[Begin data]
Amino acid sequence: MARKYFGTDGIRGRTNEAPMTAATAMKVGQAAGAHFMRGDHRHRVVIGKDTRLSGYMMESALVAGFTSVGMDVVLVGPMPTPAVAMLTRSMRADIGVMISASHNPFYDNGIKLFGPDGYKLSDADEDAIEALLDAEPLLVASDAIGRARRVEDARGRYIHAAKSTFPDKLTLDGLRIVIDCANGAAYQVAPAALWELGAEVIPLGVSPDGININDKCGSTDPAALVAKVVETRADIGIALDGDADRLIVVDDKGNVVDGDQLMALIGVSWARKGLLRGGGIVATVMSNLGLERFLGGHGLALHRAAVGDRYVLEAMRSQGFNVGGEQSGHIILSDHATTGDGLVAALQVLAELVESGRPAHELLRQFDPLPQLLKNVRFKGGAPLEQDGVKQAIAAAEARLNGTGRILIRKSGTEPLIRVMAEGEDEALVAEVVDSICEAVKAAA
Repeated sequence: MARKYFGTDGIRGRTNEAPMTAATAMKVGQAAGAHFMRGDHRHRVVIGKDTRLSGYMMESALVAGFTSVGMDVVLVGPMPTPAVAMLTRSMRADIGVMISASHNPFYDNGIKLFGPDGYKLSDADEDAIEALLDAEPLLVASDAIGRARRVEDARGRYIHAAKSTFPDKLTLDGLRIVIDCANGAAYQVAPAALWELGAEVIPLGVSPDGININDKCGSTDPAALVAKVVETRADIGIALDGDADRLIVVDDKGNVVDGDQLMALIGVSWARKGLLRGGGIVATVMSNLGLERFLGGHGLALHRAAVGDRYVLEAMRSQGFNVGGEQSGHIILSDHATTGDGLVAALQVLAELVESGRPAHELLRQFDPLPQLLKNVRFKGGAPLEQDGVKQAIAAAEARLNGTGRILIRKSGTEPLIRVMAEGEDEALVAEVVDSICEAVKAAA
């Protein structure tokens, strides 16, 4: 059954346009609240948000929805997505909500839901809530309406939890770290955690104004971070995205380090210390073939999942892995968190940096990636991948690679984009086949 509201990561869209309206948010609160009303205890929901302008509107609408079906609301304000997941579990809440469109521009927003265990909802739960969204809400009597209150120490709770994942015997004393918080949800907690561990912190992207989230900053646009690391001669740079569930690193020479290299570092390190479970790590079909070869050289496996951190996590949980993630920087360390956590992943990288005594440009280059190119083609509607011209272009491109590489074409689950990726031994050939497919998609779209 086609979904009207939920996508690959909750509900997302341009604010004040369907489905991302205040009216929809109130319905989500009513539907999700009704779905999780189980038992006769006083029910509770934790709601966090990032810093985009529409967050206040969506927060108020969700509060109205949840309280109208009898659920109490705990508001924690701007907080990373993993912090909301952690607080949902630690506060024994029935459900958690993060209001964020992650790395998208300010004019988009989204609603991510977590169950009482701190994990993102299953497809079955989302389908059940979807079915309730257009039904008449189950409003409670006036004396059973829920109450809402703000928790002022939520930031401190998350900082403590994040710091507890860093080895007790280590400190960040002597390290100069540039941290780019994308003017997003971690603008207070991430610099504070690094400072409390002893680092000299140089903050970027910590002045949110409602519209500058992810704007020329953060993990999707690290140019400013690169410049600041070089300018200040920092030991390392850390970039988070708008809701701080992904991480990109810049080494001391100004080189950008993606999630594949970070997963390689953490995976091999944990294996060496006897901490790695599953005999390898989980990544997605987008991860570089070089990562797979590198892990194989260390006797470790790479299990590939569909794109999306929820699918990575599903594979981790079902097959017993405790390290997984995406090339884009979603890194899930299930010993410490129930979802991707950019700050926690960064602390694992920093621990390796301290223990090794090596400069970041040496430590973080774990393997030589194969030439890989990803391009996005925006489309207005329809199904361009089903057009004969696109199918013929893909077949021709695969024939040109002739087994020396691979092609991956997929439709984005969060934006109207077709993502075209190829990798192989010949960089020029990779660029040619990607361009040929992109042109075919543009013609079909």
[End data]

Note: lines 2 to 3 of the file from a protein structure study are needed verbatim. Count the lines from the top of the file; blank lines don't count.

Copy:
Repeated sequence: MARKYFGTDGIRGRTNEAPMTAATAMKVGQAAGAHFMRGDHRHRVVIGKDTRLSGYMMESALVAGFTSVGMDVVLVGPMPTPAVAMLTRSMRADIGVMISASHNPFYDNGIKLFGPDGYKLSDADEDAIEALLDAEPLLVASDAIGRARRVEDARGRYIHAAKSTFPDKLTLDGLRIVIDCANGAAYQVAPAALWELGAEVIPLGVSPDGININDKCGSTDPAALVAKVVETRADIGIALDGDADRLIVVDDKGNVVDGDQLMALIGVSWARKGLLRGGGIVATVMSNLGLERFLGGHGLALHRAAVGDRYVLEAMRSQGFNVGGEQSGHIILSDHATTGDGLVAALQVLAELVESGRPAHELLRQFDPLPQLLKNVRFKGGAPLEQDGVKQAIAAAEARLNGTGRILIRKSGTEPLIRVMAEGEDEALVAEVVDSICEAVKAAA
């Protein structure tokens, strides 16, 4: 059954346009609240948000929805997505909500839901809530309406939890770290955690104004971070995205380090210390073939999942892995968190940096990636991948690679984009086949 509201990561869209309206948010609160009303205890929901302008509107609408079906609301304000997941579990809440469109521009927003265990909802739960969204809400009597209150120490709770994942015997004393918080949800907690561990912190992207989230900053646009690391001669740079569930690193020479290299570092390190479970790590079909070869050289496996951190996590949980993630920087360390956590992943990288005594440009280059190119083609509607011209272009491109590489074409689950990726031994050939497919998609779209 086609979904009207939920996508690959909750509900997302341009604010004040369907489905991302205040009216929809109130319905989500009513539907999700009704779905999780189980038992006769006083029910509770934790709601966090990032810093985009529409967050206040969506927060108020969700509060109205949840309280109208009898659920109490705990508001924690701007907080990373993993912090909301952690607080949902630690506060024994029935459900958690993060209001964020992650790395998208300010004019988009989204609603991510977590169950009482701190994990993102299953497809079955989302389908059940979807079915309730257009039904008449189950409003409670006036004396059973829920109450809402703000928790002022939520930031401190998350900082403590994040710091507890860093080895007790280590400190960040002597390290100069540039941290780019994308003017997003971690603008207070991430610099504070690094400072409390002893680092000299140089903050970027910590002045949110409602519209500058992810704007020329953060993990999707690290140019400013690169410049600041070089300018200040920092030991390392850390970039988070708008809701701080992904991480990109810049080494001391100004080189950008993606999630594949970070997963390689953490995976091999944990294996060496006897901490790695599953005999390898989980990544997605987008991860570089070089990562797979590198892990194989260390006797470790790479299990590939569909794109999306929820699918990575599903594979981790079902097959017993405790390290997984995406090339884009979603890194899930299930010993410490129930979802991707950019700050926690960064602390694992920093621990390796301290223990090794090596400069970041040496430590973080774990393997030589194969030439890989990803391009996005925006489309207005329809199904361009089903057009004969696109199918013929893909077949021709695969024939040109002739087994020396691979092609991956997929439709984005969060934006109207077709993502075209190829990798192989010949960089020029990779660029040619990607361009040929992109042109075919543009013609079909």